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December 17, 2021 6 min read

When you flex your arm, that peak of the bicep can either make or break a good gym selfie. The good news is, the conventional dumbbell bicep curl isn't the only move that can help build that muscle.

Close grip barbell curls are similar to biceps curls, but they require a tighter grip and supinated wrists.

This variation of barbell curls will allow you to target the outer head of the bicep specifically and is a key movement for building muscle mass and defining the arms. The outer head of the bicep is responsible for building that bicep peak that not only looks good but can produce benefits other than aesthetics.

What Difference Does the Close Grip Make?

When the barbell is held with a closer-than-shoulder-width grip, the arms are turned further inward, which is known as an internal rotation. The more internal rotation you have, the more engaged the outer head of the bicep muscle is, which comprises the bicep's peak.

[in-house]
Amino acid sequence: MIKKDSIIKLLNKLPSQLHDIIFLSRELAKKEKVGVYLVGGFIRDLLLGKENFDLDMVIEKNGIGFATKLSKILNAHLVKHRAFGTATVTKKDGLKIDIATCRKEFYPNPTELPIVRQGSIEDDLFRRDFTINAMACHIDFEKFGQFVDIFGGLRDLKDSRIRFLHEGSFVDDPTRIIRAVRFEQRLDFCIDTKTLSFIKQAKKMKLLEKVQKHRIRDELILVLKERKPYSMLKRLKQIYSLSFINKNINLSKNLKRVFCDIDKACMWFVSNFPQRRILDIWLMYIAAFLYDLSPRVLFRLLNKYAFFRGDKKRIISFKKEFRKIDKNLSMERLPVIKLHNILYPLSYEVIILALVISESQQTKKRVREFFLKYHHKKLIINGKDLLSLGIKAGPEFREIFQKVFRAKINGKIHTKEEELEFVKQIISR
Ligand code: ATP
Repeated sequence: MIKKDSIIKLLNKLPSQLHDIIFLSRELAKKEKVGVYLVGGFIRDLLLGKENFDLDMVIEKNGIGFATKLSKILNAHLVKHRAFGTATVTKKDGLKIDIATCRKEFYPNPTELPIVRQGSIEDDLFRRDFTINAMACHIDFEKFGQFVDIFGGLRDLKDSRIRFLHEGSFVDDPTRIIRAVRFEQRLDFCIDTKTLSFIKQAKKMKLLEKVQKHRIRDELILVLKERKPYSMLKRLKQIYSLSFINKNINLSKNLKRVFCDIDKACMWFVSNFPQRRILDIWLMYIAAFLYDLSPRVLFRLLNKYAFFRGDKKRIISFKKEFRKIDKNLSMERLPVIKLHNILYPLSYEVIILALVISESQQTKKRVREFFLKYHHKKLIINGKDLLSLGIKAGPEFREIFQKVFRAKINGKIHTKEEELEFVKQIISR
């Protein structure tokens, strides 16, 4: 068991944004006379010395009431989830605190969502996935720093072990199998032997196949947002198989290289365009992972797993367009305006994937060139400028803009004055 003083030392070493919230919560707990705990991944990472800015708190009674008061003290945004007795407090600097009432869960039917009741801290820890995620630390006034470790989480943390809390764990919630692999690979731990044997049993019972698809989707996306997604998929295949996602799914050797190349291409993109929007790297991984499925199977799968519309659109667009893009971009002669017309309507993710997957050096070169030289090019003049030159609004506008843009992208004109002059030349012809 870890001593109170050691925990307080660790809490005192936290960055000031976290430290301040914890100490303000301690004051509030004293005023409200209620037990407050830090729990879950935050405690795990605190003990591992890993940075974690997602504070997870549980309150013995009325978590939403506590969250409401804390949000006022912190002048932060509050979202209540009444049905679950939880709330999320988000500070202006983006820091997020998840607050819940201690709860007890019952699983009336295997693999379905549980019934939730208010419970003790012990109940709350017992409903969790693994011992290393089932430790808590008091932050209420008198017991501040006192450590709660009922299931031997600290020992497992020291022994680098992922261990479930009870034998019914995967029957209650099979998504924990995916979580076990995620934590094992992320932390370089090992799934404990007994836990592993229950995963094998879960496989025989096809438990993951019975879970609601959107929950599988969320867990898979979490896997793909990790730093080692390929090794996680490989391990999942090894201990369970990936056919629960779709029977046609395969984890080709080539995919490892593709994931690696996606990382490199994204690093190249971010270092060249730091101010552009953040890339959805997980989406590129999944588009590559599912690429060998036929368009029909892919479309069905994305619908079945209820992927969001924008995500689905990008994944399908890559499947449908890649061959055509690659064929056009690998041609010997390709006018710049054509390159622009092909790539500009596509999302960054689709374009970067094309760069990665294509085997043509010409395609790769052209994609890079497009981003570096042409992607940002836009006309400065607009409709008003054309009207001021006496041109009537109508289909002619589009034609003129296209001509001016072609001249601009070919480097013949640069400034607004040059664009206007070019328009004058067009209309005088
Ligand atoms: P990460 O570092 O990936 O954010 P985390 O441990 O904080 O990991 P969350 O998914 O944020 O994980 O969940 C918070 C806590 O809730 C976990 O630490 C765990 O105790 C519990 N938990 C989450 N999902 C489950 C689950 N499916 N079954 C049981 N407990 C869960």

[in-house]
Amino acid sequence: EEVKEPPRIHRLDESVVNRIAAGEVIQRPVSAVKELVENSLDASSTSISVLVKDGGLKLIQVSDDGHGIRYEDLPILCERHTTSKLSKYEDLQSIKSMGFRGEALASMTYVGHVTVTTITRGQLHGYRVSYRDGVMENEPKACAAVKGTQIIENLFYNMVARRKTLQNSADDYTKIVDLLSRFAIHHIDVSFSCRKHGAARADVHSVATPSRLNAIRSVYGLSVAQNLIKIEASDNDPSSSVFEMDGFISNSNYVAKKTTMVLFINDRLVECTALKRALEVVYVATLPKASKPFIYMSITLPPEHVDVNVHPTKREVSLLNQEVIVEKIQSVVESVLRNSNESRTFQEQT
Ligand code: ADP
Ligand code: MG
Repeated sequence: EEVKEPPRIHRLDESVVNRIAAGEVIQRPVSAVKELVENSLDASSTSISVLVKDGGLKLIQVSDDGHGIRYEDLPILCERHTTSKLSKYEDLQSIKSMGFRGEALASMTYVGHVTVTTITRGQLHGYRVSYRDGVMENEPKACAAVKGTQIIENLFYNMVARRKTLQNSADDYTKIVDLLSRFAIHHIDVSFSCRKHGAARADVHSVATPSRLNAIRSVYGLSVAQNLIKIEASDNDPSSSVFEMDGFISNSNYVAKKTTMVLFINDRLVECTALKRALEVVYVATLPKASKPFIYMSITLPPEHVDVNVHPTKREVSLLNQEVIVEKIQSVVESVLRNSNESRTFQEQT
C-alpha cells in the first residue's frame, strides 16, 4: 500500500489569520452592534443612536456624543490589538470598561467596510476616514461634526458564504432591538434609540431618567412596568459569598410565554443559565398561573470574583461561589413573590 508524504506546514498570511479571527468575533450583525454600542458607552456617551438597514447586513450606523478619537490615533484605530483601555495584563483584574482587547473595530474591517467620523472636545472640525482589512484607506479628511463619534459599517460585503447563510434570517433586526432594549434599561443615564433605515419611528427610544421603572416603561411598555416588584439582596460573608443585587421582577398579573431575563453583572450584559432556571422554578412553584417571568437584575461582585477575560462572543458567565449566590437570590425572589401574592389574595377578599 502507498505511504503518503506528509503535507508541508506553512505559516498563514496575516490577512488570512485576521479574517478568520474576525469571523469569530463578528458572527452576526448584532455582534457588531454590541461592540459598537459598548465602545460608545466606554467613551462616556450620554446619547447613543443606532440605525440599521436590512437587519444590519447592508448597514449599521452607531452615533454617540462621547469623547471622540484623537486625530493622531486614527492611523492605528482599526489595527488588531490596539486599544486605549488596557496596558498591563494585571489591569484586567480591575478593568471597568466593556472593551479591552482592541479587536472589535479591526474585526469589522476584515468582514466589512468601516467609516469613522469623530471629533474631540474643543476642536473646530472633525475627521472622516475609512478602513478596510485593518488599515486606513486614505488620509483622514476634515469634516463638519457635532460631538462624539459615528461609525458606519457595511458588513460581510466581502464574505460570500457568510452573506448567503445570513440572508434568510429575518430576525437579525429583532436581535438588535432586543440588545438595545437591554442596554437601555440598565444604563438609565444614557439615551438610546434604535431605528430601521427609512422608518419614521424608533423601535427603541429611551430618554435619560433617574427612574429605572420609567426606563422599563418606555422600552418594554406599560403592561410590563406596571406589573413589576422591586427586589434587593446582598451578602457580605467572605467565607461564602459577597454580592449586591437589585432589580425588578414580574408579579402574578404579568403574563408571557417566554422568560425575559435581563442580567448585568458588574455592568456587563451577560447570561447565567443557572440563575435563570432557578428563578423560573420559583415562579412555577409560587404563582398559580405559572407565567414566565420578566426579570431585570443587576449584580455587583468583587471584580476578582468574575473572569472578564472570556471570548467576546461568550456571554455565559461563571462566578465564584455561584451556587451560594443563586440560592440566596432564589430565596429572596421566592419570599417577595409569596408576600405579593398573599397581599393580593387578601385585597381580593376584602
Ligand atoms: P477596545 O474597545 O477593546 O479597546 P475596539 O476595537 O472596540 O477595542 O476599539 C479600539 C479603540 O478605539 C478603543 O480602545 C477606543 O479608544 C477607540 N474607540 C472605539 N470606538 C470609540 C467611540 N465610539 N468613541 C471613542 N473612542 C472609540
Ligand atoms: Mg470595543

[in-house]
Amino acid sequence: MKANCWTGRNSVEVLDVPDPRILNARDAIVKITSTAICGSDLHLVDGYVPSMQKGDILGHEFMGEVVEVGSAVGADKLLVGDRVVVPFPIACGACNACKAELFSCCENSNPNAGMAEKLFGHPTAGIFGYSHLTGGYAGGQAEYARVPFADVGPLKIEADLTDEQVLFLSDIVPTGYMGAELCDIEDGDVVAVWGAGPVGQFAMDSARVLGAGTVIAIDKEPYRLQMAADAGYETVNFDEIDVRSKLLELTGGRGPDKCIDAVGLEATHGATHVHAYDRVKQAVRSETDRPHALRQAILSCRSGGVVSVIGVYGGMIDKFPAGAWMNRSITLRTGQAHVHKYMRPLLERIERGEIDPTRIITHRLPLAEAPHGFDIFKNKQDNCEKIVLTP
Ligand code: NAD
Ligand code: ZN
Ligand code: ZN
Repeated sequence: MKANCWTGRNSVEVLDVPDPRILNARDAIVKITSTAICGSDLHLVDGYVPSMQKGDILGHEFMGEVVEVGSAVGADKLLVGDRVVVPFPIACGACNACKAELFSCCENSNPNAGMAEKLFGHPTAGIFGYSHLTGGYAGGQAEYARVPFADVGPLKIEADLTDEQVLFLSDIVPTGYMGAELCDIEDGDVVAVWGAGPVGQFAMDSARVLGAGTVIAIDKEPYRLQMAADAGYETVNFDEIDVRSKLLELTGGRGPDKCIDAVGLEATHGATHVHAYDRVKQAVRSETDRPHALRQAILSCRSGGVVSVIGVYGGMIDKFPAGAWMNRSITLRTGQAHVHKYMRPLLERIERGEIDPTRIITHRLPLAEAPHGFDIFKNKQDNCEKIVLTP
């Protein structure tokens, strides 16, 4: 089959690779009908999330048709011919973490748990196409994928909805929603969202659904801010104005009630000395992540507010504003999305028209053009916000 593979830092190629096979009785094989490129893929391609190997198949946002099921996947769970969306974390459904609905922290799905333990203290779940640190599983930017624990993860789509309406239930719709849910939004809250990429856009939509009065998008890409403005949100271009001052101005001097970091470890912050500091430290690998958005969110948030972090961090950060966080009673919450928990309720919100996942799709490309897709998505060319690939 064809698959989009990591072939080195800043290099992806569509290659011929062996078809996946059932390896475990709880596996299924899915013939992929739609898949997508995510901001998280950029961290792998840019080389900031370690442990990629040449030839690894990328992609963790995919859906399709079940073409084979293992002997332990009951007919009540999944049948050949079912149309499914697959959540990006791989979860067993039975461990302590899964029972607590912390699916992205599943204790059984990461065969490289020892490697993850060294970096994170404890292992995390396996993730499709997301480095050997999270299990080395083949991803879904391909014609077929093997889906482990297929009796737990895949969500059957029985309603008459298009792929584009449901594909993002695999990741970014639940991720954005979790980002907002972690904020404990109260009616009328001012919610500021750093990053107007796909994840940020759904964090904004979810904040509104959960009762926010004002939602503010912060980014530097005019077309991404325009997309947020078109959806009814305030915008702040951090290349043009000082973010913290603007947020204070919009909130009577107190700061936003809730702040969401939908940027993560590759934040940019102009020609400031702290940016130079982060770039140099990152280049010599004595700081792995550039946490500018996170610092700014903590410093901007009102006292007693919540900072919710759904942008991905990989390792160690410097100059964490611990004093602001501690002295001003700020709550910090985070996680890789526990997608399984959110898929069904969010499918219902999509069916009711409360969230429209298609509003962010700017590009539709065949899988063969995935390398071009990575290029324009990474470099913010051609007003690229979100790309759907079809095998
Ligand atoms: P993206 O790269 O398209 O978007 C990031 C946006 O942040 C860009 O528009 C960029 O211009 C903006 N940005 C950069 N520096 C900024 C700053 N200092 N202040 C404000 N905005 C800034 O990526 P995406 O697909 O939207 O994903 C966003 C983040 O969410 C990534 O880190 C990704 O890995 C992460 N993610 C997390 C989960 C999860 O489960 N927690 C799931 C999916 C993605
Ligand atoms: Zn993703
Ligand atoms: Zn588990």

When you hold the barbell with a wider grip, the arms are turned more outward at the shoulder joint, also known as external rotation. The wider the grip, the greater the external rotation, and the more involved the inner head of the bicep is.

It is important to switch up the variation of your arm exercises so that you target all parts of your biceps and forearms. Changing up your grip position will allow you to isolate and target specific parts of your muscle. By doing so, you can balance your bicep mass to achieve your desired look.

Muscles Worked by the Close Grip Barbell Curl

If building mass is your goal, the close grip barbell curl is where it's at. Since this is an isolation exercise, it allows you to work the bicep and only the bicep, which studies suggest may help increase hypertrophy.

Biceps Brachii